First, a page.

(HealthDay)—In Northern California, the incidence of hospitalization for acute myocardial infarction decreased during the COVID-19 pandemic period, according to a letter to the editor published online May 19 in the New England Journal of Medicine.
Matthew D. Solomon, M.D., Ph.D., from the Kaiser Permanente Oakland Medical Center in California, and colleagues examined weekly incidence rates of hospitalizations for acute myocardial infarction (ST-segment elevation myocardial infarction [STEMI] or non-ST-segment elevation myocardial infarction [NSTEMI]) before and after the first reported COVID-19 death in Northern California on March 4, 2020. Incidence rates (events per 100,000 person-weeks) for the COVID-19 period (March 4 to April 14, 2020) were compared to those of the pre-COVID-19 period (Jan. 1 through March 3, 2020).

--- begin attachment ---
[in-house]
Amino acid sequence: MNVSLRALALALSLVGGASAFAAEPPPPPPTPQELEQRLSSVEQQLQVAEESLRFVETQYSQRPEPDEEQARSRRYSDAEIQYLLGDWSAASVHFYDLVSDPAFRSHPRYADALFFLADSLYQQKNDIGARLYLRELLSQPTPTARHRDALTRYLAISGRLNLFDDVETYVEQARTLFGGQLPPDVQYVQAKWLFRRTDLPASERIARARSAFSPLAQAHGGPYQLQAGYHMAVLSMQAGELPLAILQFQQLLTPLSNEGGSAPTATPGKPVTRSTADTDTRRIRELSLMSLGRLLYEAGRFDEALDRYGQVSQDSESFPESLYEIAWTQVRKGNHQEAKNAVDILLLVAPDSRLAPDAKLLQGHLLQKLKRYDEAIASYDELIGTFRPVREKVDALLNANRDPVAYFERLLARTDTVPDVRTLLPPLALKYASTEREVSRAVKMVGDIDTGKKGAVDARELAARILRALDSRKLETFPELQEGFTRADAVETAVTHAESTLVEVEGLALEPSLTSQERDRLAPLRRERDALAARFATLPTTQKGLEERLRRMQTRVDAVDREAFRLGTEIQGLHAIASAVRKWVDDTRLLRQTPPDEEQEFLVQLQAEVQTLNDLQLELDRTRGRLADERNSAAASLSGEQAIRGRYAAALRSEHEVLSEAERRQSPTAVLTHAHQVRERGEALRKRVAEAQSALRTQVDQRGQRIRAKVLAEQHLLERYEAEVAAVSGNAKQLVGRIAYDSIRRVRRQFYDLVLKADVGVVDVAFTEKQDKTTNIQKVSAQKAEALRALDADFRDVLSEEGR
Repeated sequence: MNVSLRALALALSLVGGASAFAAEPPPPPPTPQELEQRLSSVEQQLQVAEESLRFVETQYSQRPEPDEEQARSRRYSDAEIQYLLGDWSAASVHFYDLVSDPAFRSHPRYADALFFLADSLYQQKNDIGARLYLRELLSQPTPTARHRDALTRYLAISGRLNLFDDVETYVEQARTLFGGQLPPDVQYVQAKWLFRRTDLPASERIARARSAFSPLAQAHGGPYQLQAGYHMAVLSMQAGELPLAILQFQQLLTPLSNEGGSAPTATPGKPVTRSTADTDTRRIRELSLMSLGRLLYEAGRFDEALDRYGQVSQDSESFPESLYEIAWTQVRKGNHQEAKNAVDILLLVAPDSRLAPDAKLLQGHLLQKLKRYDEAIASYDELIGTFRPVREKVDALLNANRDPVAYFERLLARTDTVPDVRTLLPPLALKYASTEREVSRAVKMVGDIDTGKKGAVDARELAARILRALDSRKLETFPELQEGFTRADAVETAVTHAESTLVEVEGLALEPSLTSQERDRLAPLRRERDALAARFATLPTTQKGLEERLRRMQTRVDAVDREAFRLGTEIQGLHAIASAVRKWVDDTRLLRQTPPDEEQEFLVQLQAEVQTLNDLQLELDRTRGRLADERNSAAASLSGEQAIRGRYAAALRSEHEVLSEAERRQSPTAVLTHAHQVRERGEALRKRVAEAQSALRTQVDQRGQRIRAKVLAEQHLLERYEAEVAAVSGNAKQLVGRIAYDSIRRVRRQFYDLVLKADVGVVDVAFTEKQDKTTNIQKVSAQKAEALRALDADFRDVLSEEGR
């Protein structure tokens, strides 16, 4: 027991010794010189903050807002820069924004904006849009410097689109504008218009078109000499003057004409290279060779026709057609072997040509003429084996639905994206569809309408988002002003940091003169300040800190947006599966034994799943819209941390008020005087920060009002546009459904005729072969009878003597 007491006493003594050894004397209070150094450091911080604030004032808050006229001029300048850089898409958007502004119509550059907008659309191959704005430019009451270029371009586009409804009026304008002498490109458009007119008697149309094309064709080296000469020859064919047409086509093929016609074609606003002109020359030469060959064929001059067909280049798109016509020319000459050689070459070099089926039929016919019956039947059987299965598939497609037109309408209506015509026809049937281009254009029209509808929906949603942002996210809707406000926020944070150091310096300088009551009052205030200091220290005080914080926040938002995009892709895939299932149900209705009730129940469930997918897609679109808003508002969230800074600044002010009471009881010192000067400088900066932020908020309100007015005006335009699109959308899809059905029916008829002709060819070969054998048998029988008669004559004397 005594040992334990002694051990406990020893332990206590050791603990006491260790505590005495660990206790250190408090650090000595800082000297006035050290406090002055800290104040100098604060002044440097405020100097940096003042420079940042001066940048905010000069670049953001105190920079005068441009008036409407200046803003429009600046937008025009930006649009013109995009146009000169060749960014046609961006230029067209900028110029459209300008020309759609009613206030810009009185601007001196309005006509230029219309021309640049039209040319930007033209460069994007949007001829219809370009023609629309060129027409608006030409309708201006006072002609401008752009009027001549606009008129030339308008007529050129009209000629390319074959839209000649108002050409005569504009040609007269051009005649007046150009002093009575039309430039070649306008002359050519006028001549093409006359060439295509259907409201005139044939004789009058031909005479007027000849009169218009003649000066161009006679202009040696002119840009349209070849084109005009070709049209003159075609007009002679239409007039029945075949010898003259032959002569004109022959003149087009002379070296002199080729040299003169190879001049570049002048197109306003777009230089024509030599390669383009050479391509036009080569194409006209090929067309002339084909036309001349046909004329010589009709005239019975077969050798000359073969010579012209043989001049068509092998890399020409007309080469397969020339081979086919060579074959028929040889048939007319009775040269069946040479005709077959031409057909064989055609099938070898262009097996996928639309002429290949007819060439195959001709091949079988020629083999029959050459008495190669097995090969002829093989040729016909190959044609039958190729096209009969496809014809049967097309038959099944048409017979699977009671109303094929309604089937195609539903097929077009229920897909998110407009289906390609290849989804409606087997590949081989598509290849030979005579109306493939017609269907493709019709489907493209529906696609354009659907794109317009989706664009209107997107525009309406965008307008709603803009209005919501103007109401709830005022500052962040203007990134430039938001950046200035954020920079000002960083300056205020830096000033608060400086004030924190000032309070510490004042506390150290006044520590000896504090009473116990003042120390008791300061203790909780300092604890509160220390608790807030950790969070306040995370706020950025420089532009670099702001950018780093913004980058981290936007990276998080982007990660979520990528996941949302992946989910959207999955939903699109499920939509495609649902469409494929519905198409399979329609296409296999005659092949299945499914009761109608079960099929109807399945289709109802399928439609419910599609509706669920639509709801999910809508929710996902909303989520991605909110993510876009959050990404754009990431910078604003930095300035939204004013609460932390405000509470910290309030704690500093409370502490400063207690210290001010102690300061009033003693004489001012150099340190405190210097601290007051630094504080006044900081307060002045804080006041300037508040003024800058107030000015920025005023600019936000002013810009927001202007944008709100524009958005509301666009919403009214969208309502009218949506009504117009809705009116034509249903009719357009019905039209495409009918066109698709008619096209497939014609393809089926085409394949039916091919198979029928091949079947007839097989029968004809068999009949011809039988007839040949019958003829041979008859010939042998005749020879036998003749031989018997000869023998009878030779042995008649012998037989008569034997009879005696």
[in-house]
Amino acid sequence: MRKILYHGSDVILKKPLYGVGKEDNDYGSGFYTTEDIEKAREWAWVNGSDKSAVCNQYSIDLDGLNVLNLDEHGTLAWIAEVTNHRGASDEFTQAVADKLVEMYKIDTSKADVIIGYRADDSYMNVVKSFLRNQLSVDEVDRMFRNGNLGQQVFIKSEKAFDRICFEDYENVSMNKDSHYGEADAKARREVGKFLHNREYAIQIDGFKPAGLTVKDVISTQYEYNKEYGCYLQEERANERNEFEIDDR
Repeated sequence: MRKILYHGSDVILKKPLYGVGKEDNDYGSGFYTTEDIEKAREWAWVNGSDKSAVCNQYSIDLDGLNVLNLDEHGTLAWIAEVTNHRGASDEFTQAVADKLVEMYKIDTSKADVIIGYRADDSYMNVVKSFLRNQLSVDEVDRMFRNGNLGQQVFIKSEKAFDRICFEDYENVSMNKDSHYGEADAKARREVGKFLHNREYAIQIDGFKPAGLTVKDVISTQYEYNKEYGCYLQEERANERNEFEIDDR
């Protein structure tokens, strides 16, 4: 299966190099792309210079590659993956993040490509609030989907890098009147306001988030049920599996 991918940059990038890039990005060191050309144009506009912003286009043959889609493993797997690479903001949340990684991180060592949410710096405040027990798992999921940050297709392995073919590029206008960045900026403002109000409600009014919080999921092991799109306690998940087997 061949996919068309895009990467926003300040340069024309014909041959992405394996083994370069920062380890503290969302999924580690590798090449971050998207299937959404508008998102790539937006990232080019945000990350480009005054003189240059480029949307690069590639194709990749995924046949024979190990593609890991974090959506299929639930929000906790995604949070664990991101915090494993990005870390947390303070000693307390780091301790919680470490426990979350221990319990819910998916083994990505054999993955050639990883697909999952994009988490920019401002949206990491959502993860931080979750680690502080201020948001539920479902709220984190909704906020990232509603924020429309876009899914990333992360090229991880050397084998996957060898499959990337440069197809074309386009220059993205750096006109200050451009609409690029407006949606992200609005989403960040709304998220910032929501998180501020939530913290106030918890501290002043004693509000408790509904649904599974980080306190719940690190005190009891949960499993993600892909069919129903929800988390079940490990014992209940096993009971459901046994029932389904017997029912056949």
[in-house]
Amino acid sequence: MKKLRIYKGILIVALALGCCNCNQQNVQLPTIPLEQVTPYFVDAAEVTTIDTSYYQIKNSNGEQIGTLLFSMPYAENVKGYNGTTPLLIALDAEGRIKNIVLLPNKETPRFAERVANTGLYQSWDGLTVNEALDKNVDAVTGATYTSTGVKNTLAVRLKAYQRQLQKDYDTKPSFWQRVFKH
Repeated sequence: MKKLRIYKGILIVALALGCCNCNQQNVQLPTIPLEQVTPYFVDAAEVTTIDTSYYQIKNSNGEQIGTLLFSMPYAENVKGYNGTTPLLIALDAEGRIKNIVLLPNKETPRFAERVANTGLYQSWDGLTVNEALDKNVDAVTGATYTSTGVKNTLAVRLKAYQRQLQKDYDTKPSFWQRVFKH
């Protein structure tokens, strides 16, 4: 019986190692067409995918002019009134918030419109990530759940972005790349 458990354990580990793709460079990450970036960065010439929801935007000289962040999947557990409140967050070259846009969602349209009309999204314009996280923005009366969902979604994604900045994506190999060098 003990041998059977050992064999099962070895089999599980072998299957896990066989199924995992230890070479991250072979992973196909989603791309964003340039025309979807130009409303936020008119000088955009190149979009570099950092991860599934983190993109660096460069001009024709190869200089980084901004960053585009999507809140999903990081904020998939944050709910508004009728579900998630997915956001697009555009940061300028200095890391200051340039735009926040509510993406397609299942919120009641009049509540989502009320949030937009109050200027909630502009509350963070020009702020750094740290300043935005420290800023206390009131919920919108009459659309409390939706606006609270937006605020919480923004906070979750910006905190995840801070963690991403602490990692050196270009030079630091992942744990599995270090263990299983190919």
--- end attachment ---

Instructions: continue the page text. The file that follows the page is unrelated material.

The researchers observed a decrease of up to 48 percent in the weekly rates of hospitalization for acute myocardial infarction during the COVID-19 period. A total of 1,051 hospitalization events occurred during Jan. 1 to March 3, 2020 (incidence rate, 4.1 per 100,000 person-weeks), while 61 hospitalization events occurred from April 8 through April 14, 2020 (incidence rate, 2.1 per 100,000 person-weeks; incidence rate ratio, 0.52; 95 percent confidence interval [CI], 0.40 to 0.68; P
“In a large diverse community setting in California, the incidence of hospitalization for acute myocardial infarction declined after March 4, 2020, during the COVID-19 pandemic, more than would be expected on the basis of typical seasonal variation alone,” the authors write. “Similar findings have been noted in northern Italy.”
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